• Stop Introducing the Next Person: Unless they are a guest-speaker or someone who is not known to the kids. Otherwise, use the methods already listed to make the transitions smoother.
  • Have a Microphone in your Hand or on your Ear: That way, when your segment starts, you’re not speed-walking to the opposite side of the stage to get it. Or, your not aimlessly searching around and asking,”What Mic do I use?” BTW: make sure it’s been tested and is functioning properly.
  • Props or Visuals In Place and Ready: If your segment begins with you walking on stage and picking up a prop, hand-out example, offering bucket or other visual — double-check that its in it’s place and ready to be used.
  • Get Everyone On the Same Page: Do meet with all presenters and the media team so everyone knows how to handle the transitions. It might be necessary to have a walk-thru rehearsal where media cues are practiced and opening and final statements are practiced. I suggest using PlanningCenterOnline.com to plan your services that will include the lengths for segments and transitional/media cues. There is a free version that can get you started.

You can find even more videos at WorshipHouseKids.com

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Over the years I have certainly heard the argument that Gospel Magic is of the devil…

that it’s associated with witchcraft or sorcery… that we are in league with Harry Potter etc. And for those situations, I have always had with me either a document by Randy Christensen: “The Magical Method”

…Or Bob Hill’s: “Should a Christian Do Magic?

Just copy and paste the text into your favorite word processor and create a document or brochure you can hand out – be sure to include the author’s name and copyright information.

But to be perfectly honest with you, the biggest complaint I’ve heard over the years from people about Gospel Magic is that people end up remembering the magic and NOT the message. The performer or presenter was a great magician… but had a tough time “Marrying” the Method and the Message together.

The second complaint I’ve heard over the years is that the magic was just a gimmick to get the audience interested in what the presenter had to say… the presenter, then, turned out to be a very boring and/or long winded speaker. In which case, they don’t remember the message and didn’t care about the magic because the audience felt duped into listening.

The reasons I hear this complaint are as follows:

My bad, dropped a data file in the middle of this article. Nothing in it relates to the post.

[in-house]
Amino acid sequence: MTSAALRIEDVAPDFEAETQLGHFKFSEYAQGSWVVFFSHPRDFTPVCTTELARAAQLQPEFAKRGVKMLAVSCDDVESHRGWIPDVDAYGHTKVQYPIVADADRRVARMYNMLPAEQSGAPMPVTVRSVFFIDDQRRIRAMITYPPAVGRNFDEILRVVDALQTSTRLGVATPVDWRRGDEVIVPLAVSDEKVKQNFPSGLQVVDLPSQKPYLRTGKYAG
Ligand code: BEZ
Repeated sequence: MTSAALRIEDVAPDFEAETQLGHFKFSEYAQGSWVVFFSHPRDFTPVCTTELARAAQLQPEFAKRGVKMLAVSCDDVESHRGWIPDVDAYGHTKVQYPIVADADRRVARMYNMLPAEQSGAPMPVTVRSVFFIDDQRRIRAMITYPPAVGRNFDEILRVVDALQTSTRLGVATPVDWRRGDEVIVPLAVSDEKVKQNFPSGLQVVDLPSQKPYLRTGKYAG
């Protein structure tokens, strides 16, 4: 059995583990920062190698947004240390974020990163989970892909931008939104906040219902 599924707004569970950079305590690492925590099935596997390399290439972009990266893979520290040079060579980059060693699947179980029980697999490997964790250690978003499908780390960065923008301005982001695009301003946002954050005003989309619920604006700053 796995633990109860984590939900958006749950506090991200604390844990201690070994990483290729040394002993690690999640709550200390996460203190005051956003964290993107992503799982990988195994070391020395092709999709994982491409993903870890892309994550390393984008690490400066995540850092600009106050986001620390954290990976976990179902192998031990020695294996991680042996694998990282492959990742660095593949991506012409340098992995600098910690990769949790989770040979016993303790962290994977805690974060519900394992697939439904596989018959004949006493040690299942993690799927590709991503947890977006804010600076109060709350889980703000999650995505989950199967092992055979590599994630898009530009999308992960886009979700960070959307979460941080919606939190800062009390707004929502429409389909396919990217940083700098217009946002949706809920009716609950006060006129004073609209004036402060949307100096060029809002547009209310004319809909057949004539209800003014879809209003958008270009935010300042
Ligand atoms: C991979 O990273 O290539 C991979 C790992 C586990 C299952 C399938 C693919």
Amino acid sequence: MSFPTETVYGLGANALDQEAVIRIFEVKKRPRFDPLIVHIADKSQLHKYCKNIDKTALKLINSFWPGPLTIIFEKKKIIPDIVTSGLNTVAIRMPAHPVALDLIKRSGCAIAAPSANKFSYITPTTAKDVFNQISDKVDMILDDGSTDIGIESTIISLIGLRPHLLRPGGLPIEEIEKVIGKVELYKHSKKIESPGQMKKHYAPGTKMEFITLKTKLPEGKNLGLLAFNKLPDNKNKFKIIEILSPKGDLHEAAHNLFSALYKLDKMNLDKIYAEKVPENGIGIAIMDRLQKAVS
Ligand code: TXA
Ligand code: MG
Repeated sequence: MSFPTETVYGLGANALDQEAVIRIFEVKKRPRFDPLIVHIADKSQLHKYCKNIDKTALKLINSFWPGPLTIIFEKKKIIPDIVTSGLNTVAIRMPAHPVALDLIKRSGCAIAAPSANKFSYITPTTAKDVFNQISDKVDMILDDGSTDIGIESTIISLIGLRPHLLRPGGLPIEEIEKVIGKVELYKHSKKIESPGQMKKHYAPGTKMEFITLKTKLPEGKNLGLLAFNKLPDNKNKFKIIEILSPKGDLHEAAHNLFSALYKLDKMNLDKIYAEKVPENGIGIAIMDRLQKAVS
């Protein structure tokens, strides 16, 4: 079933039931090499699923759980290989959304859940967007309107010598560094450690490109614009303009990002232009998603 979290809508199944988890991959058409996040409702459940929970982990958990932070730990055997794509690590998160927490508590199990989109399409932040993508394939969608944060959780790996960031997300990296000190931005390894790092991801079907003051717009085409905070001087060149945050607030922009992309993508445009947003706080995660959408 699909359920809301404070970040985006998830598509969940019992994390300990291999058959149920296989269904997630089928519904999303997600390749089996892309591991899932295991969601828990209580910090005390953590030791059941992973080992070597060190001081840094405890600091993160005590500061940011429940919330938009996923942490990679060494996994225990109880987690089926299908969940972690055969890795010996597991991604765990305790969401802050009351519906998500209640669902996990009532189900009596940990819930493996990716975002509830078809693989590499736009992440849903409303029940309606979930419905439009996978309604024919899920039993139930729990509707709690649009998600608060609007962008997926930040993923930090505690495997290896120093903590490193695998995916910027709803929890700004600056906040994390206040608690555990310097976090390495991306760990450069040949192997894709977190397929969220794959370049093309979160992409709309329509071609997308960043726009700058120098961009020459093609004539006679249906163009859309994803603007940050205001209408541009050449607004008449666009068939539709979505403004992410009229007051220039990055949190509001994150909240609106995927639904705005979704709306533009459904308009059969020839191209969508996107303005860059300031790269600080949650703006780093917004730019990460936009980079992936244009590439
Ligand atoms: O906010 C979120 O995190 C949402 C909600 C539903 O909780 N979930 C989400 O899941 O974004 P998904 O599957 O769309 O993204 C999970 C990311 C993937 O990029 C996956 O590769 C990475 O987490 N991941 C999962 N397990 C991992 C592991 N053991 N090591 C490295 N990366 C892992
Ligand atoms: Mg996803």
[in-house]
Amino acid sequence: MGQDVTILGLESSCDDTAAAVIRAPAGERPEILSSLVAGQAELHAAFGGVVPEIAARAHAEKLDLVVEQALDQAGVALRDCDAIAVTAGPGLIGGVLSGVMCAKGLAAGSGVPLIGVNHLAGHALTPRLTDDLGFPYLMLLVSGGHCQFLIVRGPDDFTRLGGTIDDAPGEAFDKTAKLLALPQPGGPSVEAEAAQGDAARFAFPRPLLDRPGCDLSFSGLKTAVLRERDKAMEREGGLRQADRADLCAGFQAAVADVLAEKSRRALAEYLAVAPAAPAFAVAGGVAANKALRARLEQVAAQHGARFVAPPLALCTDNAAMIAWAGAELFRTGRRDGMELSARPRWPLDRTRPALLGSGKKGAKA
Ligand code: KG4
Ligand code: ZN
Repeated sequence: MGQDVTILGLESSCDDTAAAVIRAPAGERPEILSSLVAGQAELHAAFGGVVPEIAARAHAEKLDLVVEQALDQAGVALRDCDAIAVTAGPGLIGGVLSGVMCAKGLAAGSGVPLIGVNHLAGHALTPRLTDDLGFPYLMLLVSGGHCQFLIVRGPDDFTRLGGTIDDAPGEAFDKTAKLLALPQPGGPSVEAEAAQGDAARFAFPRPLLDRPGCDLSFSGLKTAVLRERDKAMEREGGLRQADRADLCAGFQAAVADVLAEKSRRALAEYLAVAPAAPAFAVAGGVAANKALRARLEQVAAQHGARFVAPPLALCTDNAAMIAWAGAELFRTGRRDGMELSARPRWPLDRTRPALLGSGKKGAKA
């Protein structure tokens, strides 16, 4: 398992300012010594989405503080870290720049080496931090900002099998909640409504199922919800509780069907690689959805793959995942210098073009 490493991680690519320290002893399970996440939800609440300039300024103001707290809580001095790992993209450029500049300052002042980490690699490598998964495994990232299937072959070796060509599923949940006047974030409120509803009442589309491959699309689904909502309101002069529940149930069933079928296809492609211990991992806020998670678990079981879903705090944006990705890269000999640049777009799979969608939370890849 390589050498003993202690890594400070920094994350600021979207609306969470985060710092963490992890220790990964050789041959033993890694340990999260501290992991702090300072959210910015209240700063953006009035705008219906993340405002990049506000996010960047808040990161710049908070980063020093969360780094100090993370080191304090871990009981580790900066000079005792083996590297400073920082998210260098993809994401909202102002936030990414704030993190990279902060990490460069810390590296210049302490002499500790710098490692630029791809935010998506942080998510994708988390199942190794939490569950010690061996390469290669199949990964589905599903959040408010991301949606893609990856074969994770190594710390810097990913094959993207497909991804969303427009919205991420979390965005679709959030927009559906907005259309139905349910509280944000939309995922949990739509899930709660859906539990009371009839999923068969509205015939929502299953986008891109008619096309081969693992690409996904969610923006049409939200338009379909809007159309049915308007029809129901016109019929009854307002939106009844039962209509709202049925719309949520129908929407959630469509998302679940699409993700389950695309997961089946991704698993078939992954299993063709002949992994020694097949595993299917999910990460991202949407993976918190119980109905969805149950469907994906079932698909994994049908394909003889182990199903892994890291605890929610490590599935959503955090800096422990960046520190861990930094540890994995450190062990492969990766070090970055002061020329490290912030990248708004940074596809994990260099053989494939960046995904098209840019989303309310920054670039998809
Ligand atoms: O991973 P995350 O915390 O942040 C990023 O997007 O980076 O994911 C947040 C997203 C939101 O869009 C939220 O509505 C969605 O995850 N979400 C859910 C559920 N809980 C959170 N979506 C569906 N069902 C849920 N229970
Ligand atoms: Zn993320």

• Wrong Motivation
  • Poor Prep
  • Poor Presentations
  • Un-Assessed Presentations
  • Performers/Ministers Unwilling to Make the Changes

Come on people! WE can do better than this!

We are talking about presenting the Word of God. And the last time I looked into my Bible, it says that if we aspire to teach others the Word, we will be held to a higher standard:

“Dear brothers and sisters, not many of you should become teachers in the church, for we who teach will be judged more strictly.”
–James 3:1

I don’t care if you are a Pastor, Evangelist or a Performer who presents the Word… YOU have be entrusted with the greatest message in the world! Take that as a challenge to your motivation, preparation, presentation, assessment and the willingness to make the change.

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564736_597514190259187_754582564_nIllustrating the Word of God for kids is a good thing.

I have often heard the argument:

“…if we, as children’s leaders use unique and entertaining methods, that children will remember the methods and not the message.”

It’s sad, really. It’s sad because I have watched effective Children’s Ministry communicators shy away from taking advantage of great and creative methods in their presentations because of that statement alone.

I was teaching several workshops on creative teaching methods at a children’s ministry conference where I overheard several criticize me and other workshop leaders for placing an unhealthy emphasis on the methods.

Guess what? I can agree with the statement:

“…if we, as children’s leaders use unique and entertaining methods, that children will remember the methods and not the message.”

However, I can only agree with that statement with the following addendum:

“…as long as most of the time, energy and emphasis is placed on the method and very little time, energy and emphasis is spent on the message.”

Unfortunately, the aforementioned addendum is rarely heard… thus holding back the children’s ministry specialist from embracing the effective methods that are available to him/her.

And all of that is worked out in the planning stages of the message. 

In the next few posts I want to explain a few things that should be happening BEFORE the presentation starts… and hopefully, you, the children’s ministry leader – a teacher of God’s Word, can find freedom to “Marry” the message and the method so you can bring your messages to life.

Stay tuned…

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Everything a kid tells you is important.